The second pillar of BizOps is to instill ‘data fluency’ in the company. Data is a language and like other languages, just because you learned some French in high school doesn’t mean you can necessarily use it to convey complex ideas and drive change. BizOps is there to develop the fluency of the data language within the organization. This is especially important in a company that strives to be non-hierarchical and encourages ideas to come from every direction and every level. In these companies, data is the language by which decisions are made and is the currency used to prioritize. By using data to help the company define its KPIs (key performance indicators), BizOps helps craft the company’s success story, focus on what matters the most and push the right initiatives. They are the authors of the dictionary, making sure metrics across the organization are consistently defined. They write books, narrating the success of the company through dashboards and insight digests, and they teach the team how to write and speak the language by training to self-serve analytics.
The final pillar of BizOps is facilitating and managing the execution of the company’s strategic plan. At Lemonade we tried many strategic planning processes until we came across OKRs, which took us to the next level. OKRs, Objectives and Key Results, strike the right balance between providing strategic focus and enabling the agility required in order to act in a constantly changing environment. By defining ‘WHERE we want to go’ (the objectives) and ‘HOW we know we got there’ (the key results) we are able to grant the teams the flexibility to define ‘WHAT we need to do in order to get there.’ BizOps is instrumental in facilitating those discussions with the founders, at the company level and within the different teams. They make sure the objective touches the most critical areas of impact and that the KPIs and targets (i.e ‘key results’) really measure what the objectives intended.
OKRs is where all BizOps pillars come together: data fluency throughout the organization allows the democratization of initiatives while maintaining the focus on the most impactful ones; OKRs allow the identification of gaps to be closed by the ‘special ops’ projects; lastly, OKRs set the strategic cadence, the heartbeat of the company, providing the flexibility of teams to execute as they see fit, while holding them accountable for outcomes rather than outputs.
Why hire BizOps early? Why now?
Some founders might say “this is too much philosophy and theory for the early days of a startup; I need builders, working hands, and can’t afford to invest in BizOps on day 1”. I get it. I really do. Being a founder means making tough tradeoffs and sometimes it means prioritizing the here and now. At the same time, being able to be strategic about the company’s needs in the near future is what really sets seasoned founders apart from newbies. If you ask second-time entrepreneurs what they would have done differently, you’ll rarely hear, “I would have hired more people in year 1.” Most of them would comment about lengthening their line of sight, developing the capability to foresee challenges that were lurking all along and setting better infrastructure earlier. By hiring BizOps early, you increase the company’s chances of becoming strategic and data-driven earlier and really instilling a culture of long-term thinking and real impact.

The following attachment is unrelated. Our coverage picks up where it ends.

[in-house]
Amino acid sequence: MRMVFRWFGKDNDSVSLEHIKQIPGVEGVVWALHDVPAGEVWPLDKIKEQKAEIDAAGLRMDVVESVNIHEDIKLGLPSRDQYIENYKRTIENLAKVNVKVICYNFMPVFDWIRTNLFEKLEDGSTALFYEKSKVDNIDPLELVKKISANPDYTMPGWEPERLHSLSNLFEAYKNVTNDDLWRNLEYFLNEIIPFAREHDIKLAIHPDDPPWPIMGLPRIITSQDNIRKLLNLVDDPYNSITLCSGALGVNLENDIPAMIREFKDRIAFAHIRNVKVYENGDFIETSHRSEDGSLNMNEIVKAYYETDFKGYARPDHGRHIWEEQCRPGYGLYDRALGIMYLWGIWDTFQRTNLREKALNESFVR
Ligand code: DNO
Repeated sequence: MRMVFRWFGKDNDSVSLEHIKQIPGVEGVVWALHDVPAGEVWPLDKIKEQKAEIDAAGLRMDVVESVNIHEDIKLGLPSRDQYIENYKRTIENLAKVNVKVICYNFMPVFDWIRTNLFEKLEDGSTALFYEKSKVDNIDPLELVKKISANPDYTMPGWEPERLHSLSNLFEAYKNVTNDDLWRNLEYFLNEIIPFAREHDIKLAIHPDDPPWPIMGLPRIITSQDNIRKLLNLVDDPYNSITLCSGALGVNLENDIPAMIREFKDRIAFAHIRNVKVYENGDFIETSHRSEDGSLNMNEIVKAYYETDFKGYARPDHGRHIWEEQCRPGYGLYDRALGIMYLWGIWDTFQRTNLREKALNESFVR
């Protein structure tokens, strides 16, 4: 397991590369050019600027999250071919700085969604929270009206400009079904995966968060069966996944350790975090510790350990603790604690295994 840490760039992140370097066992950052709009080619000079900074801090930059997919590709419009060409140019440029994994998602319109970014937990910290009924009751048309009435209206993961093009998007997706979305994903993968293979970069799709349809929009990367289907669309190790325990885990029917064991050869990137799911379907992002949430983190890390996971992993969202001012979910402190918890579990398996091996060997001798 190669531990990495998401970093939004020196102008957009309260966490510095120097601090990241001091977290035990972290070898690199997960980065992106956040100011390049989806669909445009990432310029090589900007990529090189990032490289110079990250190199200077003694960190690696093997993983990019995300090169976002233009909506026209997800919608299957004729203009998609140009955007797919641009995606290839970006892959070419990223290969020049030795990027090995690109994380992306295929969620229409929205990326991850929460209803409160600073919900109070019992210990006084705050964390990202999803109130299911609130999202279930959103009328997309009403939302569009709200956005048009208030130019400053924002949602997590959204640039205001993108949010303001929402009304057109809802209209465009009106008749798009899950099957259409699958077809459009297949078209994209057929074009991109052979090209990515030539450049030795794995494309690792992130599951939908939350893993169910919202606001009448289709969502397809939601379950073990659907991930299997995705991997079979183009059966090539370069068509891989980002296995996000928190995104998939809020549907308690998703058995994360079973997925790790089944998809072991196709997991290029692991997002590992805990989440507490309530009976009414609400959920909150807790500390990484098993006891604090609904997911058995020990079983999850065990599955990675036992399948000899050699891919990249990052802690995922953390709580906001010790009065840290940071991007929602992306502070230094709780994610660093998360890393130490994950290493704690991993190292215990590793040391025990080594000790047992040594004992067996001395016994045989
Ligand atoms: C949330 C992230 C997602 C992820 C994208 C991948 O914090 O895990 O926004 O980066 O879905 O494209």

As we move from ‘startup’ nation to the era of ‘scaleup’ nation, the need to think strategically is no longer what differentiates the good from the great. It’s an absolute necessity. This requires a skill set other than product, engineering and growth that for so long dominated the tech industry in Israel. So how do we attract that talent into the tech industry? I might be biased by my own experience, but I have a great conviction that ex-management consultants are the answer. They are highly trained at unpacking and solving complex problems using data, and are accustomed to changing subject matters constantly due to the nature of the project-based work they do. This is not to say that all BizOps people must have consulting backgrounds. It is to say that in order to systematically scale-up we need to tap into an already existing pool of talent. However, having a consulting background isn’t enough. Management consultants are great in observing from the side and wowing clients with recommendations that too often don’t see the light of day, as they are not tailored to the client’s ability to execute them. One thing that I found in common to every great BizOpser is the lack of satisfaction from consulting life. A great BizOpser is a frustrated consultant who is so eager to see their recommendations implemented and yet so rarely does. Most of them describe how they wish they could do more to ensure the success of their clients.
Often, management consultants’ career paths lead them to an executive position with a client. It is up to us, founders and BizOpsers, to change that. To find the ones who think differently, who are passionate about building and about leaving their mark. It’s up to us to help them channel those energies to building smarter, bigger and more strategic tech companies. There’s a great pool of talent looking to make a greater impact, not knowing where to apply their passion. Let’s join forces and make sure we ‘scale-up’ the Israeli tech industry and harness local talent to do so.